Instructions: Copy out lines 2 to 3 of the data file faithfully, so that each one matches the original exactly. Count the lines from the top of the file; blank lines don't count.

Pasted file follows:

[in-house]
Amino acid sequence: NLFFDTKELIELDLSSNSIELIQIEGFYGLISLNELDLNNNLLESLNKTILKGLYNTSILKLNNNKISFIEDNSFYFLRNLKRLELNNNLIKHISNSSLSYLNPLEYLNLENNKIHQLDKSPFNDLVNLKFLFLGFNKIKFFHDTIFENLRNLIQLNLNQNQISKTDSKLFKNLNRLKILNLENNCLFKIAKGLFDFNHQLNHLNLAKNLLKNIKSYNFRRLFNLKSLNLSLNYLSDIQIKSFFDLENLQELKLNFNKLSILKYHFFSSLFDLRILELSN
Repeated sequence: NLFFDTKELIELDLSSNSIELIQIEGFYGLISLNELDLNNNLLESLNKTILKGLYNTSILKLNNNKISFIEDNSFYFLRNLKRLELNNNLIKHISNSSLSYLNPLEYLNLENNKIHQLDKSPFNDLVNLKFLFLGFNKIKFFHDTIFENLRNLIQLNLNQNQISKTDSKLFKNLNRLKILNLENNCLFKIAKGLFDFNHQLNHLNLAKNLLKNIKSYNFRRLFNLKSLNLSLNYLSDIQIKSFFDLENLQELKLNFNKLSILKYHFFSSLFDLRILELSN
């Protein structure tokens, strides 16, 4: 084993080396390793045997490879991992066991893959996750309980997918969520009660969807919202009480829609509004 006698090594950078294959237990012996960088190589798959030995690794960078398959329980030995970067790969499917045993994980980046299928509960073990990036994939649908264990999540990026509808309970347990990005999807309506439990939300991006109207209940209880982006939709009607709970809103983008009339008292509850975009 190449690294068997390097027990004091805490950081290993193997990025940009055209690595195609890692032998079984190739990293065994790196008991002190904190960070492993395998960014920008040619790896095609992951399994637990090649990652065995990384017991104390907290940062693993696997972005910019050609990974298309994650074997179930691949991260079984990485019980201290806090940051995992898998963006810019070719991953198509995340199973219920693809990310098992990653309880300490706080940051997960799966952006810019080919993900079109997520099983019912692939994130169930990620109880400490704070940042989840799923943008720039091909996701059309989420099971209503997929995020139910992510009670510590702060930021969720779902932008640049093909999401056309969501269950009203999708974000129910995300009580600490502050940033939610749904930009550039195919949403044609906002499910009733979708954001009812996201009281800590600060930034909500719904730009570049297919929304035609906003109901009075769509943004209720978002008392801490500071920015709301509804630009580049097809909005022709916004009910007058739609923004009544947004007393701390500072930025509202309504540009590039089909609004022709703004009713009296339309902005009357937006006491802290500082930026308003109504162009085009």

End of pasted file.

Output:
Amino acid sequence: NLFFDTKELIELDLSSNSIELIQIEGFYGLISLNELDLNNNLLESLNKTILKGLYNTSILKLNNNKISFIEDNSFYFLRNLKRLELNNNLIKHISNSSLSYLNPLEYLNLENNKIHQLDKSPFNDLVNLKFLFLGFNKIKFFHDTIFENLRNLIQLNLNQNQISKTDSKLFKNLNRLKILNLENNCLFKIAKGLFDFNHQLNHLNLAKNLLKNIKSYNFRRLFNLKSLNLSLNYLSDIQIKSFFDLENLQELKLNFNKLSILKYHFFSSLFDLRILELSN
Repeated sequence: NLFFDTKELIELDLSSNSIELIQIEGFYGLISLNELDLNNNLLESLNKTILKGLYNTSILKLNNNKISFIEDNSFYFLRNLKRLELNNNLIKHISNSSLSYLNPLEYLNLENNKIHQLDKSPFNDLVNLKFLFLGFNKIKFFHDTIFENLRNLIQLNLNQNQISKTDSKLFKNLNRLKILNLENNCLFKIAKGLFDFNHQLNHLNLAKNLLKNIKSYNFRRLFNLKSLNLSLNYLSDIQIKSFFDLENLQELKLNFNKLSILKYHFFSSLFDLRILELSN